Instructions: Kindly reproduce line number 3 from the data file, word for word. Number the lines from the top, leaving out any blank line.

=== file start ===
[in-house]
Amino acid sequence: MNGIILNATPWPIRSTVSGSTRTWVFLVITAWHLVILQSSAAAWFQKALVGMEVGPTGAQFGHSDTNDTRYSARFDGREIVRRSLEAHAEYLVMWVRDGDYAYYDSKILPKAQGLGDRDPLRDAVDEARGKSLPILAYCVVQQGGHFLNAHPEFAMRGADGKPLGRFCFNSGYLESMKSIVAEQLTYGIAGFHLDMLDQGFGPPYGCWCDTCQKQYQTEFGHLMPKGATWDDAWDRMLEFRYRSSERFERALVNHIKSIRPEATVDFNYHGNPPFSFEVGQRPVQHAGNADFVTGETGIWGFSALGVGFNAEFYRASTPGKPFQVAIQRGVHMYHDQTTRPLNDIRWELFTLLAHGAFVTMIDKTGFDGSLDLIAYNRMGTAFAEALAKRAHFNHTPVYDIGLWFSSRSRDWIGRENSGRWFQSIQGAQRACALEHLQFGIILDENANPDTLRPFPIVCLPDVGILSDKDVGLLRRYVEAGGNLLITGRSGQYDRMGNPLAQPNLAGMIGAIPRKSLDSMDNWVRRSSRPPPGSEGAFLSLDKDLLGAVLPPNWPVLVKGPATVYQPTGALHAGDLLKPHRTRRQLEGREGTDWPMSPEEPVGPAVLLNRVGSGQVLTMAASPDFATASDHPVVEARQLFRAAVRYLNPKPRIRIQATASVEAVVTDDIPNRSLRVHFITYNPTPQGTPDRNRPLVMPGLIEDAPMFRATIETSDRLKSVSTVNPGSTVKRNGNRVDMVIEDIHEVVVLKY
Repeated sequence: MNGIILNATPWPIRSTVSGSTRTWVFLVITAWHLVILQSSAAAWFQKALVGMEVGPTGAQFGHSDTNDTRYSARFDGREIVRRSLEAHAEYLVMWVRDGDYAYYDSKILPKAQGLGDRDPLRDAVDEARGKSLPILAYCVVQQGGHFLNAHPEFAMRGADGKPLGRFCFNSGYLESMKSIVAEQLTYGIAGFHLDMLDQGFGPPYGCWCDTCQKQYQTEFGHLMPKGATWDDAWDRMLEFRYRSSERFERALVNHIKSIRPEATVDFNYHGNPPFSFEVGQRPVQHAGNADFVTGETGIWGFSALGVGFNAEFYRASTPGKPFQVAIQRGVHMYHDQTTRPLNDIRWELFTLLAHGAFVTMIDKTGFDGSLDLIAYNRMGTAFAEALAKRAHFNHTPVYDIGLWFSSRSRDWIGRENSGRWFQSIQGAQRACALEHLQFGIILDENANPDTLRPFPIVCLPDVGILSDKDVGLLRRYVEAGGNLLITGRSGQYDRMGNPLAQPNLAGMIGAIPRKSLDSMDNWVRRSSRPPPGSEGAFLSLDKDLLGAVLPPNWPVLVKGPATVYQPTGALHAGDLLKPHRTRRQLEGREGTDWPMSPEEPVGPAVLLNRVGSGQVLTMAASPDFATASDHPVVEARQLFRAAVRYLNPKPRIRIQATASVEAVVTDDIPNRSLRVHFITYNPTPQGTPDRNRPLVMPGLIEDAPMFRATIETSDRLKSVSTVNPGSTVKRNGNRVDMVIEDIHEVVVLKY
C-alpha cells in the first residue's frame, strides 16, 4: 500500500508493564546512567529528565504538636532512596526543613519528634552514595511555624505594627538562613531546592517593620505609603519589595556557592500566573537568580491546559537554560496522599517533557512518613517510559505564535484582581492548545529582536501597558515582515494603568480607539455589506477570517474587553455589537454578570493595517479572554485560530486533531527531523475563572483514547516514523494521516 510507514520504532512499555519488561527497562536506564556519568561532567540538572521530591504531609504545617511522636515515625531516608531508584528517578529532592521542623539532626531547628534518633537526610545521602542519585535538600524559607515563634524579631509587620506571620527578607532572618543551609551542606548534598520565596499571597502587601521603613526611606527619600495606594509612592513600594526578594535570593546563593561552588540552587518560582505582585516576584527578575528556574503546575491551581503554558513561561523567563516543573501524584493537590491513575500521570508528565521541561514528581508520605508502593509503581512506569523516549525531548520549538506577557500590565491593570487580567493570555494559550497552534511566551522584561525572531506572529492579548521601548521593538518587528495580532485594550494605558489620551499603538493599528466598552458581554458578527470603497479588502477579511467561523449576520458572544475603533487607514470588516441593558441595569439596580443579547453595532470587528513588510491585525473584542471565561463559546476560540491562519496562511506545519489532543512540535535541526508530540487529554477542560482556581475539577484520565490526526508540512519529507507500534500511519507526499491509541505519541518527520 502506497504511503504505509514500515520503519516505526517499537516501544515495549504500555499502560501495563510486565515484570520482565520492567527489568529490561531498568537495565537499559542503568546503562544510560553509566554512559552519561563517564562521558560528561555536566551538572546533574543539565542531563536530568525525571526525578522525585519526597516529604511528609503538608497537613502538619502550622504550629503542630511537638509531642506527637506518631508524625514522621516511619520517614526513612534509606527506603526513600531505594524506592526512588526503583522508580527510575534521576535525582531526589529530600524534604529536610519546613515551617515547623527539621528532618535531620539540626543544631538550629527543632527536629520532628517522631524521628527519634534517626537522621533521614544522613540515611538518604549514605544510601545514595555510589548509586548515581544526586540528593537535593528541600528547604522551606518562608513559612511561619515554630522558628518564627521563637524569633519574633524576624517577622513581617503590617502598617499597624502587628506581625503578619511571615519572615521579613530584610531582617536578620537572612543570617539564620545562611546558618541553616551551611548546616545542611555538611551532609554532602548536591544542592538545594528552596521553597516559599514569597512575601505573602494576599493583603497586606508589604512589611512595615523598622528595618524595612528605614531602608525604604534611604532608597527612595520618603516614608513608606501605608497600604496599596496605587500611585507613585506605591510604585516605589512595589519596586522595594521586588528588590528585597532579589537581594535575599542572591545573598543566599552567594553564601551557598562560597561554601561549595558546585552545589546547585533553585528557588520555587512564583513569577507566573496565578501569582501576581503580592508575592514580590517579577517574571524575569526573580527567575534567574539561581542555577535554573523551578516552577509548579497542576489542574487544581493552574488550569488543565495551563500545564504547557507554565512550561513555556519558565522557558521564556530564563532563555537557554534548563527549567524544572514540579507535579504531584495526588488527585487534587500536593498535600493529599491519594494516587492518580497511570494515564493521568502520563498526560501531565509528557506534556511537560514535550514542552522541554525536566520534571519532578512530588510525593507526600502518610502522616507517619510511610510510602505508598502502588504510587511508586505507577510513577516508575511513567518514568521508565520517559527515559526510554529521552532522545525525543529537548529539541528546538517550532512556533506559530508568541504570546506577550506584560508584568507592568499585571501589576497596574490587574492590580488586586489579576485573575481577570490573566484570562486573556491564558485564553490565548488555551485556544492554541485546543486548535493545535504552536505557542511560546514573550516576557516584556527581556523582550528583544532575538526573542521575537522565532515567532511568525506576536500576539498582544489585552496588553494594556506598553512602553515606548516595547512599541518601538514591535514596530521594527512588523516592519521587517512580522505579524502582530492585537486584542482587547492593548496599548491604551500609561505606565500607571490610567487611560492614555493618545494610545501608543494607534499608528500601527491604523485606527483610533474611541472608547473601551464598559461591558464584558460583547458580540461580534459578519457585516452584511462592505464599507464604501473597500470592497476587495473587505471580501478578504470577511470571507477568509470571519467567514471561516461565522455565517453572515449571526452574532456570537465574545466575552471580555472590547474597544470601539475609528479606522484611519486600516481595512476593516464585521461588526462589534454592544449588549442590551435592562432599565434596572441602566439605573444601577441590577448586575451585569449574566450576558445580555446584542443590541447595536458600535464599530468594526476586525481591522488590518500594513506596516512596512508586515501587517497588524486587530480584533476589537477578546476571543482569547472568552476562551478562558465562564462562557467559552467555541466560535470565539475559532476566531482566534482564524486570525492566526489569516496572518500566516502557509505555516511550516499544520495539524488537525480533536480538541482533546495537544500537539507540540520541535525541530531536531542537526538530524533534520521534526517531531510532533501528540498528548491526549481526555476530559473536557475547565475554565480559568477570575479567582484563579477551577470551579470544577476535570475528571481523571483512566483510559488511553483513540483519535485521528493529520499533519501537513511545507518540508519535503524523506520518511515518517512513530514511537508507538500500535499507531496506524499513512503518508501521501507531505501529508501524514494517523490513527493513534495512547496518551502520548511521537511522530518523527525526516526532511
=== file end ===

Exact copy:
Repeated sequence: MNGIILNATPWPIRSTVSGSTRTWVFLVITAWHLVILQSSAAAWFQKALVGMEVGPTGAQFGHSDTNDTRYSARFDGREIVRRSLEAHAEYLVMWVRDGDYAYYDSKILPKAQGLGDRDPLRDAVDEARGKSLPILAYCVVQQGGHFLNAHPEFAMRGADGKPLGRFCFNSGYLESMKSIVAEQLTYGIAGFHLDMLDQGFGPPYGCWCDTCQKQYQTEFGHLMPKGATWDDAWDRMLEFRYRSSERFERALVNHIKSIRPEATVDFNYHGNPPFSFEVGQRPVQHAGNADFVTGETGIWGFSALGVGFNAEFYRASTPGKPFQVAIQRGVHMYHDQTTRPLNDIRWELFTLLAHGAFVTMIDKTGFDGSLDLIAYNRMGTAFAEALAKRAHFNHTPVYDIGLWFSSRSRDWIGRENSGRWFQSIQGAQRACALEHLQFGIILDENANPDTLRPFPIVCLPDVGILSDKDVGLLRRYVEAGGNLLITGRSGQYDRMGNPLAQPNLAGMIGAIPRKSLDSMDNWVRRSSRPPPGSEGAFLSLDKDLLGAVLPPNWPVLVKGPATVYQPTGALHAGDLLKPHRTRRQLEGREGTDWPMSPEEPVGPAVLLNRVGSGQVLTMAASPDFATASDHPVVEARQLFRAAVRYLNPKPRIRIQATASVEAVVTDDIPNRSLRVHFITYNPTPQGTPDRNRPLVMPGLIEDAPMFRATIETSDRLKSVSTVNPGSTVKRNGNRVDMVIEDIHEVVVLKY